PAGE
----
These photographs (left and below) are of the interchange at Los Cristianos.

Fares on TITSA services vary according to the distance travelled.  For longer-distance journeys, return tickets are available offering a saving compared to the cost of buying two single tickets.

There are no one-day, multiple-day or weekly unlimited tickets.  However, pre-paid "BonoVia" smartcards are available for €15 and €25.  These can then be used to pay for individual journeys, offering a substantial saving over paying cash on board the bus.  More than one person can travel using one BonoVia card.

While TITSA operate the regular bus network on Tenerife, there are some dedicated services aimed at holidaymakers.

I found road trains operating in and around Playa de las Americas.


Electric "tuk tuks" also provide tours of Playa de las Americas and the surrounding area.

The tuk tuk tours are operated by Sweet Tours Tenerife.

A number of boat operators provide trips onto the sea, including dolphin and whale-watching trips.

Several of Tenerife's major visitor attractions sponsor free bus services from the main holiday resorts.

The vehicles on the free services generally carry a dedicated livery for their sponsor.

On some services, coaches are used.



On the services from the southern resorts to the Siam Park water park, I found open-top double-deck buses in use.

On Tenerife's north coast, the free service from Puerto de la Cruz to the Loro Parque zoo was being provided with a road train.

While these have little if any more capacity than a standard coach, their novelty value certainly makes them stand out.


In the southern resorts at least, the free services have their own dedicated bus stop posts.

Some might indicate the times at which the buses are scheduled.  Others provide no such information.  However, bus times may be found on promotional leaflets, or on the attraction's website.

There are plenty of private coaches to be seen on Tenerife, particularly around the resorts.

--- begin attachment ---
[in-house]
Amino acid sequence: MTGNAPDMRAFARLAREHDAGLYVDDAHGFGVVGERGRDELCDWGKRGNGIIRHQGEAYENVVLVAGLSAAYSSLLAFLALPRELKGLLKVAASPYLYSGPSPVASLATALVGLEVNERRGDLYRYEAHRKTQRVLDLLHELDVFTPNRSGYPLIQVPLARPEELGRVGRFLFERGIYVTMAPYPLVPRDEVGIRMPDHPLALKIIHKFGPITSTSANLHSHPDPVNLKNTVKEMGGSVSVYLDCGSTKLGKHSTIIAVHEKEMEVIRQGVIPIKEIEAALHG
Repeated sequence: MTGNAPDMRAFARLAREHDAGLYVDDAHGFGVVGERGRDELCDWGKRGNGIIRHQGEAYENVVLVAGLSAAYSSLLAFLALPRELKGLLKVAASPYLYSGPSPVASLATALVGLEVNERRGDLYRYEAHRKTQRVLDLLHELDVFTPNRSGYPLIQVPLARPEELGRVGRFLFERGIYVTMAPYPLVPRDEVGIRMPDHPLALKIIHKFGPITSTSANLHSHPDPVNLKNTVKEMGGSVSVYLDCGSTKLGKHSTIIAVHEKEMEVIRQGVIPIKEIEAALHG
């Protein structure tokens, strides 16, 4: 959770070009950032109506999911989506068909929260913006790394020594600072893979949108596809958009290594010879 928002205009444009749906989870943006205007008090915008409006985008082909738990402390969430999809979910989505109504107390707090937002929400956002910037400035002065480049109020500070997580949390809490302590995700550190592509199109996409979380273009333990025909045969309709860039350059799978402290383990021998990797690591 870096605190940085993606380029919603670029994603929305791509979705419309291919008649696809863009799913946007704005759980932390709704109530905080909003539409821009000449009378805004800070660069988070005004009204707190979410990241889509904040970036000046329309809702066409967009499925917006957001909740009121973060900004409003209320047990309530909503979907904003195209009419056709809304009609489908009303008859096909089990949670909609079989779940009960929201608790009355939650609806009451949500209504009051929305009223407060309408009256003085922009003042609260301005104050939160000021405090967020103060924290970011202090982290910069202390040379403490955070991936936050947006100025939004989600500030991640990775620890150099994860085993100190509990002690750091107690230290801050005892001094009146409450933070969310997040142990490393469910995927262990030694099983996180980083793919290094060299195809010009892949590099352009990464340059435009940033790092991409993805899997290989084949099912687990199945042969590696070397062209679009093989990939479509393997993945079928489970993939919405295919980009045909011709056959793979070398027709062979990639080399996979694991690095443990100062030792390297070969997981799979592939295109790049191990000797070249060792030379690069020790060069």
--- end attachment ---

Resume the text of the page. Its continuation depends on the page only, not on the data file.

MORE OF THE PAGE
Their principal duties include airport transfers on behalf of package holiday companies as well as day trips and excursions.

Coaches range in size from minicoaches to double-deckers.

The island of La Gomera lies close to Tenerife.

Two ferry operators, Fred Olsen Express and Naviera Armas provide crossings to La Gomera from Los Cristanos.



Finally, Spain's highest point is not on the Spanish mainland.  It is on Tenerife.  El Teide is a volcanic peak which stands at around 3,700 metres above sea level.

A cable car operated almost to the summit of El Teide from a base station at an altitude of around 2,350 metres.

The cable car comprises two cabins which counter-balance each other.  At busy times, the queues for the cable car can be lengthy.



TITSA operate two bus routes to the cable car base station.  Route 342 runs from the southern resorts of Costa Adeje, Playa de las Americas and Los Cristianos while route 348 runs from Puerto de la Cruz.  Each route operates one round trip per day.

On the day that I visited the cable car, both services had a duplicate vehicle operating.


On routes 342 and 348, BonoVia cards cannot be uses.  All fares must be paid in cash to the driver.